The federal government has handed out a record number of waivers this month for chicken slaughterhouses to dial up the already dangerous speeds at which they kill birds. The development not only raises animal welfare concerns, but it comes at a time when slaughterhouses have emerged as major clusters for the spread of the coronavirus because of their cramped, unsanitary working conditions—conditions that line speed increases will only worsen.

So far in April, the U.S. Department of Agriculture has issued waivers to 15 chicken slaughterhouses, allowing them to speed up the rate of killing from 140 birds per minute to 175 birds per minute—about three birds per second. This is a significant increase in the waivers issued each month since the new program went into effect in 2018, and it adversely affects millions more animals. In the period between January and March this year, the agency only issued a single waiver.

The USDA's decision came just weeks after a coalition of groups, including the Humane Society of the United States, sued the agency in February for allowing the increase in line speeds. We are concerned because slaughtering animals at this rate increases suffering for birds in their final moments, creates even more dangerous conditions for workers and compromises the health and safety of consumers.

At such high speeds, workers struggling to keep up with the rapidly moving slaughter lines grab the chickens and slam them into shackles, injuring the animals’ fragile legs. Some birds miss the throat-cutting blade and enter the scalder—a tank of extremely hot water—alive and fully conscious, resulting in a terrible death.

In recent weeks, slaughterhouses have also been in the news for their role in exacerbating the coronavirus pandemic. A South Dakota pig slaughterhouse has been linked to nearly 900 cases of the disease, making it the single largest cluster in the entire country. At least 2,700 cases have been tied to 60 meatpacking plants in 23 states, and at least 17 workers in these plants have died. Some slaughterhouses, such as the one in South Dakota and Tyson’s largest U.S. pig slaughterhouse, have finally shuttered their doors, but many remain open even after workers have tested positive for the virus.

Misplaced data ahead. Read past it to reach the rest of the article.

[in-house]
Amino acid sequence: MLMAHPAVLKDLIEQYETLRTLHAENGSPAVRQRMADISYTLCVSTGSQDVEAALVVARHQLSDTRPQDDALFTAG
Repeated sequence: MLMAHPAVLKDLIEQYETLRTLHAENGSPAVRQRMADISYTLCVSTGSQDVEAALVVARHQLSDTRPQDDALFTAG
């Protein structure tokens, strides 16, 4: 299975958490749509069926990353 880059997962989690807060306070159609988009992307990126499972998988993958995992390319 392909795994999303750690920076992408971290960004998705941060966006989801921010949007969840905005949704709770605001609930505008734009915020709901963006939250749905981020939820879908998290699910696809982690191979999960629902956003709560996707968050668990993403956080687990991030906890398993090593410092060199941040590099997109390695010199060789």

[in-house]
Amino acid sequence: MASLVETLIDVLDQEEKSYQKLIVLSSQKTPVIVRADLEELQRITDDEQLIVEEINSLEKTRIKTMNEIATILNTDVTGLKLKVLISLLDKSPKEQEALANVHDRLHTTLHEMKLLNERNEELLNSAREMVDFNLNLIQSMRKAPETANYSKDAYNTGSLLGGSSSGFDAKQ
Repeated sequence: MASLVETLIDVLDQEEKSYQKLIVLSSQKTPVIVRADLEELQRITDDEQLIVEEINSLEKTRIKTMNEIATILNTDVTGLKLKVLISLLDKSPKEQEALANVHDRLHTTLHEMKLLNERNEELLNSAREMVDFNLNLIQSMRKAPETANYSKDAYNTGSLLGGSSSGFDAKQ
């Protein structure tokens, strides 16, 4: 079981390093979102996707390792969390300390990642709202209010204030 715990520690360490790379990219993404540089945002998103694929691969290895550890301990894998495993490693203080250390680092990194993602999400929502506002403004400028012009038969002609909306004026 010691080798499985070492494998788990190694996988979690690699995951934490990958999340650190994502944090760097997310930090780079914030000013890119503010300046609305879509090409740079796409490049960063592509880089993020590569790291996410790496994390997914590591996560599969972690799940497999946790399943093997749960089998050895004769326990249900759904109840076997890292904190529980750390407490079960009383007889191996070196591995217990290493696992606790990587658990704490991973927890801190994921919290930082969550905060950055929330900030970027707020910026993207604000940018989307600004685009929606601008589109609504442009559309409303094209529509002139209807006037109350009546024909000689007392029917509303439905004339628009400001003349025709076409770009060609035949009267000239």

The United Food and Commercial Worker International Union has warned that allowing slaughterhouses to speed up guarantees that workers will be more crowded along the meatpacking line, and therefore at greater risk of either catching or spreading the virus.

These slaughterhouses are also dangerous for the communities where they are located. A USA Today analysis found that counties with some of America’s largest beef, pork and poultry processing plants have coronavirus infection rates higher than those in 75% of other U.S. counties.

With all this evidence, it is mindboggling that the USDA is giving out more waivers, choosing to help fatten the bottom lines of corporate interests over animal welfare, food safety and the safety of the agency’s own inspectors and slaughterhouse employees.

Last week, our legal team warned the USDA that we would amend our lawsuit and take steps to seek a quick ruling following the increased waivers, and the agency now appears to have relented slightly. Yesterday, a spokesperson for the USDA told a Bloomberg reporter that it has “stopped accepting additional requests” from chicken slaughterhouses to operate at higher speeds.

But this is not good enough—we are asking that the agency revoke all of the waivers it has already issued. Our federal government should never prioritize industry profits over animal welfare, worker safety and public health, and especially not in the midst of a global pandemic.